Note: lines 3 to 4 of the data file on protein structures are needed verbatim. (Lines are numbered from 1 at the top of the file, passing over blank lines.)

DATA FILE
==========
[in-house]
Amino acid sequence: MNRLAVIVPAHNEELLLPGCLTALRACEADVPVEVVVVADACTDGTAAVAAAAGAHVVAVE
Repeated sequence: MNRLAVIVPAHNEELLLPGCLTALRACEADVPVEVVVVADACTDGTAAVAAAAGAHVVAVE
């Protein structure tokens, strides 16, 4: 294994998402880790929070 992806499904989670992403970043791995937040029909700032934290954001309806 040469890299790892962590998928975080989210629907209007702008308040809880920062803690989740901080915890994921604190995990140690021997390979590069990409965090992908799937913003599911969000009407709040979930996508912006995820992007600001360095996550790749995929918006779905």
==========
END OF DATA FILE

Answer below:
Repeated sequence: MNRLAVIVPAHNEELLLPGCLTALRACEADVPVEVVVVADACTDGTAAVAAAAGAHVVAVE
């Protein structure tokens, strides 16, 4: 294994998402880790929070 992806499904989670992403970043791995937040029909700032934290954001309806 040469890299790892962590998928975080989210629907209007702008308040809880920062803690989740901080915890994921604190995990140690021997390979590069990409965090992908799937913003599911969000009407709040979930996508912006995820992007600001360095996550790749995929918006779905």